Kyoto (京都市) is the cultural capital of Japan. With about 2,000 temples and shrines, it is a true paradise for people who would like to learn more about Japanese culture. It was not without a reason that in 1945 the Americans had never considered dropping an atomic bomb on this city. From a cultural-historical point of view, that would have meant a great disaster for the country. It just shows how important this city is for the Japanese. And this city should definitely not be missed during your trip through this beautiful country. In this guide you will discover more about the history and the best sights of the ancient capital of Japan.
What would you like to know about Kyoto, Japan?
- A brief history of the cultural city of Kyoto
- Sightseeing – What to do in Kyoto?
- Accommodation – Where to stay?
- Transportation – How to get there?
A brief history of the cultural city of Kyoto
The history of the city of Kyoto dates back to the eighth century AD. It was the Emperor Kanmu at the time who decided to move the capital from Nara to a newly built settlement, today’s Kyoto. The reason for the move was that the Buddhist priests were becoming too powerful and that could lead to instability. The new place, which came to be called Heian-Kyo would become the capital of the country for over a thousand years. Heian-Kyo, by the way, means capital of peace.
Despite its central location, Kyoto suffered little from internal strife between the various landlords. Although in 1602 the Tokugawa family seized power and chose Edo, present-day Tokyo as their power base, Kyoto remained the country’s capital. This changed when Emperor Meiji moved to the Imperial Palace in Tokyo in 1868.
During World War II, the Americans considered dropping an atomic bomb on the city. They thought it wiser not to do so because of the important cultural and historical value Kyoto represented in Japan. Kyoto was dropped and replaced by Nagasaki. Despite this, bombing raids were carried out on the city, but the damage was still fairly limited.
Sightseeing – What to do in Kyoto?
Wait a minute, did I say 2000 temples and shrines? Indeed I did! If you would like to visit all these places you would be busy for months (years?). But try to plan at least 3 full days for this fascinating city, which by the way is totally different from Tokyo: few high-rise buildings and less chaotic than the modern capital. It was not without a reason that it was founded in 794 under the name Heian-kyo, which means the capital of peace and tranquility. Below are a number of sights that you should definitely not miss during a visit.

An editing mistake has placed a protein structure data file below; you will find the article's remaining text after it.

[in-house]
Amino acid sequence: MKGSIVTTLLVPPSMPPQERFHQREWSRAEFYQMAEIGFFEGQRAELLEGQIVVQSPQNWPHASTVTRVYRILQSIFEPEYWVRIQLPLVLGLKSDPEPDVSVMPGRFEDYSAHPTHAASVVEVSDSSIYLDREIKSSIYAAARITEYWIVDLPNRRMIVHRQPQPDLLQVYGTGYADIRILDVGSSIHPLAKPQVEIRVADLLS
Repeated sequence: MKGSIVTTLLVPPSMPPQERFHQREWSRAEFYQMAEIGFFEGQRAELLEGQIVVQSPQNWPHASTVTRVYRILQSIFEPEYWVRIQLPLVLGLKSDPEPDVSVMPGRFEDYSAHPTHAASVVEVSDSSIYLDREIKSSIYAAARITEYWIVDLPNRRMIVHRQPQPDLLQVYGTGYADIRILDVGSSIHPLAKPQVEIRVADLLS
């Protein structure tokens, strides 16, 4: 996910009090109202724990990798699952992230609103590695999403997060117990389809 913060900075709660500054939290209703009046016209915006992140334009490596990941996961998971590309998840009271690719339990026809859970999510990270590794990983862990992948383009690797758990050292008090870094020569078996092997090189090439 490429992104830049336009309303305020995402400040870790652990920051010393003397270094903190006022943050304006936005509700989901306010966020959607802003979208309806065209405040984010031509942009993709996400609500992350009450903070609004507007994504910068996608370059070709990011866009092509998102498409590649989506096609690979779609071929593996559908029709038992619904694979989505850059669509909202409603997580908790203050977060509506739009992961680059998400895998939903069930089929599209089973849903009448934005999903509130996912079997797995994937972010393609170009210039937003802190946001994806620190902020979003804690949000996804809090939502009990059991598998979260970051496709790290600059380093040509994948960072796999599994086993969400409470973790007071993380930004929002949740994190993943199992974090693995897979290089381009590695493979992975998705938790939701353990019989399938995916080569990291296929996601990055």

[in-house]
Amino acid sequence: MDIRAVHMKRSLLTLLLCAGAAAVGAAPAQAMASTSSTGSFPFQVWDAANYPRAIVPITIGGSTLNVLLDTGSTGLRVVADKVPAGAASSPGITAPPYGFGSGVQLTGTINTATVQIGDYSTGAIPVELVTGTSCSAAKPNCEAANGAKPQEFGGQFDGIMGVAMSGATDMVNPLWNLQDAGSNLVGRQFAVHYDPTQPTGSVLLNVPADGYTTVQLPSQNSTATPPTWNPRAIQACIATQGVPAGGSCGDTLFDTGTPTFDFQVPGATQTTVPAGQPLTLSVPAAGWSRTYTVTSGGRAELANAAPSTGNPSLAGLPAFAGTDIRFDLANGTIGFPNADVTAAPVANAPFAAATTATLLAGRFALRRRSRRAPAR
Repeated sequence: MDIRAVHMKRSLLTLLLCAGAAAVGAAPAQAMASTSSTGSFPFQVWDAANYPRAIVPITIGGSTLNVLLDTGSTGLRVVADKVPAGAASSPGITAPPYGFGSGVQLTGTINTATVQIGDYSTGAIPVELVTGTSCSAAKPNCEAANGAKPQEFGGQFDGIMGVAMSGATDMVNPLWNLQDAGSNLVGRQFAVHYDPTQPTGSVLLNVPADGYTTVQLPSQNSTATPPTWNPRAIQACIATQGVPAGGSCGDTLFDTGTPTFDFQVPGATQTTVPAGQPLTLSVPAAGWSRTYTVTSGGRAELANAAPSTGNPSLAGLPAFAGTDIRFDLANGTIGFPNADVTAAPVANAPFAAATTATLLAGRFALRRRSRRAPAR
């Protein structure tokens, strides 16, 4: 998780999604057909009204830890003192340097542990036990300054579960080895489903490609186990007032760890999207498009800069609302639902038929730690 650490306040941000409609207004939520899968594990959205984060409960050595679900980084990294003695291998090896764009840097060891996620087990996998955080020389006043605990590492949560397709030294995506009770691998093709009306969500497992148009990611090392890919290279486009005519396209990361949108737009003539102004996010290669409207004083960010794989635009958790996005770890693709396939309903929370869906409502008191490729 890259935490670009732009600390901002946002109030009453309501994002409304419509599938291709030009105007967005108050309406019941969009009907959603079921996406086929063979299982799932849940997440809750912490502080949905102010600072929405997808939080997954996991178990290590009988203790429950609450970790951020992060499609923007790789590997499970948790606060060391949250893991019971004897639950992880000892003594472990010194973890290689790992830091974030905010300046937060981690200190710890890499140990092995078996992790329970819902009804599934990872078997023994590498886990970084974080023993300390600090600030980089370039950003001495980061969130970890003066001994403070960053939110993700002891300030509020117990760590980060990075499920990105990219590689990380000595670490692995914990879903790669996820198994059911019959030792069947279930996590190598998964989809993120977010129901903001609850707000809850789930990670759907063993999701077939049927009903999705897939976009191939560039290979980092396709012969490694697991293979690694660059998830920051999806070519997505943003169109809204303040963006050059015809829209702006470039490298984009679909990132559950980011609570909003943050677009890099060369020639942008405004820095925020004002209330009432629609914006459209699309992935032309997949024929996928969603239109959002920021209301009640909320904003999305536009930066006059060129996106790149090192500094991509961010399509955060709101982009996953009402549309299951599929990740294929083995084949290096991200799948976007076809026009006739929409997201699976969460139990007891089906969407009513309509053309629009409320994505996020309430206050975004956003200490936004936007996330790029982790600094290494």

Fushimi Inari-Taisha: The photo at the beginning of this article is from this shrine. It is located in the south of the city and is characterized by the approximately one thousand gates (torii) that you walk through. It is one of the best visited attractions in the city and on top of the mountain you have a beautiful view of the surroundings.
Kinkaku-ji: This golden pavilion was built in the 14th century by the then landlord (shogun) of Kyoto, Yoshimitsu (1358-1408). He decided to resign his duties as landlord at the age of 37 and became a monk. This building was his home and is now one of the city’s main attractions. And don’t forget to take beautiful pictures of this magnificent shrine.
Nijo-Jo: This castle was built by Shogun Tokugawa Ieyasu (1543-1616) and is on the UNESCO World Heritage list. It is located in the middle of the city and is known for its beautiful interior and special nightingale floors. When entering these floors, you hear bird-like squeaking sounds, where intruders could easily be caught in the act back then.
Gion district: Located east of the Kamo River, this district is the place to spot geishas. A geisha is a lady in traditional dress who entertains her guests and serves them (with tea) in the proper sense of the word. Definitely a must during your stay in Kyoto.
Of course there are many more historical sites to be found in Kyoto. Soon an article will appear here with even more information about the attractions of this cultural city.
Accommodation – Where to stay in Kyoto?
The nicest district in Kyoto is of course Gion. Therefore, isn’t it a good idea to stay in the historic neighborhood of the geishas? This district can be reached by subway from Kyoto Station with a change at Karasuma-oike. Gion is located at the Sanjo stop.
Transportation – How to get to Kyoto?
The best way to reach Kyoto is by train. It doesn’t have its own airport, but within 50 minutes by train you’ll be at Osaka International Airport. From Tokyo it takes about 3 hours by bullet train, the Shinkansen to reach this cultural city. The main station of the city is Kyoto Station. From here you can take the subway and explore the city. Or you can take a walk and explore the center north of the station.
Next destination in Japan?
Kyoto is centrally located in Japan. To the east, head to cities like Nagoya, Nagano or Tokyo. To the south you go to the ancient capital Nara and to the west to cities like Osaka, Himeji and Hiroshima. So plenty of choice!
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